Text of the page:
The Apple craze encourages a uniform design in harsh everyday life“

Michael Reuter © Reuter
Interview with Michael Reuter, Managing Director of Polygon in Obertshausen, Germany

Retail could make great use of the look of digital information terminals as a unique feature, believes Polygon Managing Director Michael Reuter. However, he sells standard models that are being modified in different ways more frequently than completely new developments. Many materials are possible, but due to its longevity steel is especially sought after. Reuter mourns the fact that retailers today often copy the Apple design.

Brushed steel, display column slightly curved, touchscreen – done. Does retail want the uniform look?

Most customers actually would rather prefer a custom solution. Since a custom solution however by its very nature always still needs to be newly developed, time and cost expenditures are incurred beforehand. This results in many customers putting up with choosing a ”ready-made” solution. We at Polygon have a strong design and development division on site and are thus able to develop very efficient suitable concepts and solutions. Product graphics changes of standard enclosures via surfaces, colors and graphics can be done with minimum effort. Customer-specific dimensional changes are a bit more intricate. Complete new developments generate the most cost, but also offer the best opportunities for a distinct appearance. And they can be more cost-effective than the off-the-shelf solution thanks to the precisely tuned design for the special application. Have I mentioned yet that we have already conducted more than 100 customized developments and therefore are the market leader?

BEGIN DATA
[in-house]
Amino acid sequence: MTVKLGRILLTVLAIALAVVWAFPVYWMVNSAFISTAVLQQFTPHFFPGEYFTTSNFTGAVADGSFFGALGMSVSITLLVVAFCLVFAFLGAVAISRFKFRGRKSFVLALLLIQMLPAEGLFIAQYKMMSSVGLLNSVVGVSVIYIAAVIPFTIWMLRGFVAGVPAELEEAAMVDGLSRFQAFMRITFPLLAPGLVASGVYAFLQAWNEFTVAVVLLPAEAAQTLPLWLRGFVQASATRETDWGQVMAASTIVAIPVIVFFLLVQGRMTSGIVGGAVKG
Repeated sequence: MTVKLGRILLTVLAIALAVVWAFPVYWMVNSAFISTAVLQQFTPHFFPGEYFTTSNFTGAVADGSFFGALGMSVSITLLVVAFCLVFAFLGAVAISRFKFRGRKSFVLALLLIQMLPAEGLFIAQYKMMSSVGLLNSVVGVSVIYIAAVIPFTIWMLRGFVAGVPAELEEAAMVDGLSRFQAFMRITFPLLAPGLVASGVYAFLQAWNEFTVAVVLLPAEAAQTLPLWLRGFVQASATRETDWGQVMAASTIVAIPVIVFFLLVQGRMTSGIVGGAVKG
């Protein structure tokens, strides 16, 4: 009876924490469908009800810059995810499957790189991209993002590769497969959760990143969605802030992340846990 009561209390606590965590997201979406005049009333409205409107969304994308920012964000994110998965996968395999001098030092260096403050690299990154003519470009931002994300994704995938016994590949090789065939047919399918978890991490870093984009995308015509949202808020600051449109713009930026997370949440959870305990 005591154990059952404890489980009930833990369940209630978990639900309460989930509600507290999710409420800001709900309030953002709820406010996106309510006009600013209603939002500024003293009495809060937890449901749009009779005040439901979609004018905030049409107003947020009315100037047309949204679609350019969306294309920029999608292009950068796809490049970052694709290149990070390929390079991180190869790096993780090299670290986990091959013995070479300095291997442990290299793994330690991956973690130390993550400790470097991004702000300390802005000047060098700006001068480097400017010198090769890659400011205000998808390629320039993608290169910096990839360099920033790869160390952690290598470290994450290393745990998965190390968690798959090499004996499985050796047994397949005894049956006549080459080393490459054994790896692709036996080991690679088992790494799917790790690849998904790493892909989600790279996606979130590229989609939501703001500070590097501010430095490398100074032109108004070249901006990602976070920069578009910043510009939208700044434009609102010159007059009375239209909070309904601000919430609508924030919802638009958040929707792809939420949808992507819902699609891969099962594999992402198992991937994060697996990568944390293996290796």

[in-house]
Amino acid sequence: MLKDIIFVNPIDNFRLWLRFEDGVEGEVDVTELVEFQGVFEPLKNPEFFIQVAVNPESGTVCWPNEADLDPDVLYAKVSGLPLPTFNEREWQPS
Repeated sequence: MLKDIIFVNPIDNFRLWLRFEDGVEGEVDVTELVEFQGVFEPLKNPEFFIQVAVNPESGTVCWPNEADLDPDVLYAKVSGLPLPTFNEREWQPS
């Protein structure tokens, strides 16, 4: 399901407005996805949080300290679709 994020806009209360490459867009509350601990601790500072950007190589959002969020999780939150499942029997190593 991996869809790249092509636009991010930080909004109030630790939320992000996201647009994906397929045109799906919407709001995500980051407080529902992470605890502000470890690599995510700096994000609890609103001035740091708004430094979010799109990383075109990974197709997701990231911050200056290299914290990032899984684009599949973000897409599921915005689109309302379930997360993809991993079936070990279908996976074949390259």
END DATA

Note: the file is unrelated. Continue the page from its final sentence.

Since 1993 more than 7,000 terminals were produced at Polygon. What projects were particular milestones?

In 1993 we designed our first interactive terminal “Exposer“. This individual piece was showcased at a trade fair. Afterward we received very many inquiries. Thus the area of kiosk terminal systems came into being in our design and development company.

In 1998 we actualized 80 customized outdoor information terminals for the Lisbon World Exposition in Portugal. Apart from an unusual design, new technical challenges had to also be overcome. For the first time ever we successfully used air-conditioning units.

In 1999 Höft & Wessel commissioned us to develop the new check-in terminal for Lufthansa. This was our first mass-produced customer-specific terminal.

In 2000 we realized information terminals for the opening of the VW Autostadt that actively moved automatically and in part were used outside – a project where we also handled the maintenance for the first time.

In 2005 we started the “Servicepunkt" (“point of service”) project for the dm pharmacies. To this day we have over 2,000 systems in use at dm. Since the beginning of this year, little by little the second generation is being rolled out.

In 2008 for the first time ever we used 82-inch TFT monitors for an interactive digital signage column. It all started with 10.5 inches.


© Polygon

If blond or blue - its all the same. The standard terminals offer custom solutions. © Polygon

How has the design changed over almost 20 years?

At first we worked with CRT displays, that where almost as deep as a refrigerator – with a 13-inch diagonal screen size. The computers were in no way inferior and so it was primarily about visually reducing the volume. Today the challenge is more in designing terminals with large screen sizes in a way to where they are not perceived as powerful barriers.

What are the current design trends in terminals?

If you ask people in charge of retail, for three years predominantly the current Apple design is mentioned as the biggest role model. This goes so far as even using iPads in parts with additional adapters as small information terminals. Apart from the technical issues that arise when you use consumer goods as public systems, it creates a uniformity that counteracts the desire for individuality.